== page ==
Executive Summary

I don’t know you, anymore. It’s one of many understatements of someone to other someone. The transcendental expression reveals everything. It can derive from the five senses (sensed feelings and emotions), perceptions, preferences, tendencies, and so on, just to name a few. There are also other words spoken, language used, gesture, body language, defensive or offensive.
Such annihilation makes the (developing) persons (kids) can loose their in-search-of identity. Some outgoing personalities (ADHD, ADD, or the likes) may still be able to choose between gadgets, television, games, just to compensate, or escape from the ‘pushed’ reality. The opposite is an introvert that dynamic in nature and along a continuum.
Based on a kid’s (user’s) experiences, that one shall assume an identity of one imaginary figure or two. It can be an action figure, Snow White princess, Disney’s cartoon figure, or else (http://bit.ly/1nWrSFq). Some will keep it to himself. While some others are pushing the ilusion to life. Those values are the filtering agents for some to relate and connect with others. It can be the imaginary boss, suborbinates, spouse, buddies, or other LARPing figures.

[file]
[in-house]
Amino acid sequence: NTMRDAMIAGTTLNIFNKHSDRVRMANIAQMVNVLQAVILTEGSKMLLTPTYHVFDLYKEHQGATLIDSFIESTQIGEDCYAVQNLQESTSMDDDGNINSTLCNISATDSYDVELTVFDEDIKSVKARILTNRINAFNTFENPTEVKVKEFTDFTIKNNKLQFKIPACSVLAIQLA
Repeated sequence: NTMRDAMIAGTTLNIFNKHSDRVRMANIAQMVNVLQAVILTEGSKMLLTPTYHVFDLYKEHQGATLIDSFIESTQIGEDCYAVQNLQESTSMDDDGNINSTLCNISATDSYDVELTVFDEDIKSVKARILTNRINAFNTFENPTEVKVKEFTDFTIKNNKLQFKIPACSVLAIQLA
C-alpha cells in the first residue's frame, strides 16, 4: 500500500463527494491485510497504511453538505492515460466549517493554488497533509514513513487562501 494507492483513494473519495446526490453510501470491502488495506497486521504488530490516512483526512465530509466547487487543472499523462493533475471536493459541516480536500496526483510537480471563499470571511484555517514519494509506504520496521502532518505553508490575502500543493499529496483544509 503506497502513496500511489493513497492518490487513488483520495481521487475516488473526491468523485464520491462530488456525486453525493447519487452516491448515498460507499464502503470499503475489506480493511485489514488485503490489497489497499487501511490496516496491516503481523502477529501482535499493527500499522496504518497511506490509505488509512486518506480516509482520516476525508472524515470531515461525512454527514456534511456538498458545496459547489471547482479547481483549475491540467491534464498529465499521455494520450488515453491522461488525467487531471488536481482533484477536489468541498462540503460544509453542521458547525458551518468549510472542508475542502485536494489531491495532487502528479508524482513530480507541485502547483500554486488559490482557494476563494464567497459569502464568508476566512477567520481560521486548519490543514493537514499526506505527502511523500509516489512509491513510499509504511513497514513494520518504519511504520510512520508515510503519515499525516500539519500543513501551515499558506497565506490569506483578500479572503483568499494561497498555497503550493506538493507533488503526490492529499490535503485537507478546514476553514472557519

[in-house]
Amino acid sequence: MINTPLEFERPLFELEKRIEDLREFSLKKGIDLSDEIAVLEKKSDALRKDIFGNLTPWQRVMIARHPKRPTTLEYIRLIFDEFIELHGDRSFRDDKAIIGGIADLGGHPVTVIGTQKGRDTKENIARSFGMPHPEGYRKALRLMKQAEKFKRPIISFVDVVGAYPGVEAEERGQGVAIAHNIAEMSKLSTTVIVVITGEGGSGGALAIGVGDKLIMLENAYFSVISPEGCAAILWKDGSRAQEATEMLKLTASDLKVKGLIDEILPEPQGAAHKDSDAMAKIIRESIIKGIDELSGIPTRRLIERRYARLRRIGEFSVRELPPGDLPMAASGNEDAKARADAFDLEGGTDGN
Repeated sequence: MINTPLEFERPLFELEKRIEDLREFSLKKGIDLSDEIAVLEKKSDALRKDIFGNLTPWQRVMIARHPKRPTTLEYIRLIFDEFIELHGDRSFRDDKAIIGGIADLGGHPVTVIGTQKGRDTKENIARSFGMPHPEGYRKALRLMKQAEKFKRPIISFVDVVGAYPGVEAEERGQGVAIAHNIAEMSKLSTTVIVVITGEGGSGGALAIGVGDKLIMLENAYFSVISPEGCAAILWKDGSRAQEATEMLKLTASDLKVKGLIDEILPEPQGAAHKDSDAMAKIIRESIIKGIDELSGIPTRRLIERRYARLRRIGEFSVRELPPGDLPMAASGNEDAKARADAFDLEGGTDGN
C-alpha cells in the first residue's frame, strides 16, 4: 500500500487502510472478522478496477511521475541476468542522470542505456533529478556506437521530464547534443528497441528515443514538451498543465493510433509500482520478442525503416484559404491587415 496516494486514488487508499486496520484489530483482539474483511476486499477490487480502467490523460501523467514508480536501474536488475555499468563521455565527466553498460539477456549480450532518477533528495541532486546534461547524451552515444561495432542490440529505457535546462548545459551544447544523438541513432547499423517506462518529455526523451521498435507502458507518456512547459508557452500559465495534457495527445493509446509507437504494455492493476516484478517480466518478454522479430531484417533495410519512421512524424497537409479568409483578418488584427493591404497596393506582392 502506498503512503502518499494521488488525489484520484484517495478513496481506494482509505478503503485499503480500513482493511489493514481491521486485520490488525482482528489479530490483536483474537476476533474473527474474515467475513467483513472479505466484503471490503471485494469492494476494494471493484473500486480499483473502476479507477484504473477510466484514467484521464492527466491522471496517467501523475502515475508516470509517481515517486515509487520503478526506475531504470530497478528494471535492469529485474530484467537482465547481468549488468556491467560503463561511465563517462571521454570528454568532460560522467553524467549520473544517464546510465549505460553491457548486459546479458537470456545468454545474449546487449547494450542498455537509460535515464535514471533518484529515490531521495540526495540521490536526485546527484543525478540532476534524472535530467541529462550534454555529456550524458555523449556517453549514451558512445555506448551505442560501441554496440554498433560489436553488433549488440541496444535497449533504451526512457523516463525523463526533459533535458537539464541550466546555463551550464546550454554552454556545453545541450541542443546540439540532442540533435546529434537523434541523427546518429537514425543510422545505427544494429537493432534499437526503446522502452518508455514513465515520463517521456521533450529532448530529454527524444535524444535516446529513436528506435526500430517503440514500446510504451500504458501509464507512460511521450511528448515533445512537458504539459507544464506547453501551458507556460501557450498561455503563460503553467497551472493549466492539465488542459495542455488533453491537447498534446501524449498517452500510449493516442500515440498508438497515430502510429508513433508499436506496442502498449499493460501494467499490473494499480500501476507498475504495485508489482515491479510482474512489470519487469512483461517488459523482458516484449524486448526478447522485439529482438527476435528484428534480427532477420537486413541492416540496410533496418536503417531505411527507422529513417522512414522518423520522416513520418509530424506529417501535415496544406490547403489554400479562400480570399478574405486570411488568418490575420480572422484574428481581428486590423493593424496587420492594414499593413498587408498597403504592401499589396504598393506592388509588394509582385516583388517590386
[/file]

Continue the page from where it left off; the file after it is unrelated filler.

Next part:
As people get connected, they get to interdependent one another, directly or not. Some exchanges occur, socially. They comply with each others’ terms of engagements. Some will say it as a cost and benefit. While others, such as Harold Kelley and John Thibaut, will say it as reward and cost, maximise the rewards while minimising the costs in maintaining any relationship.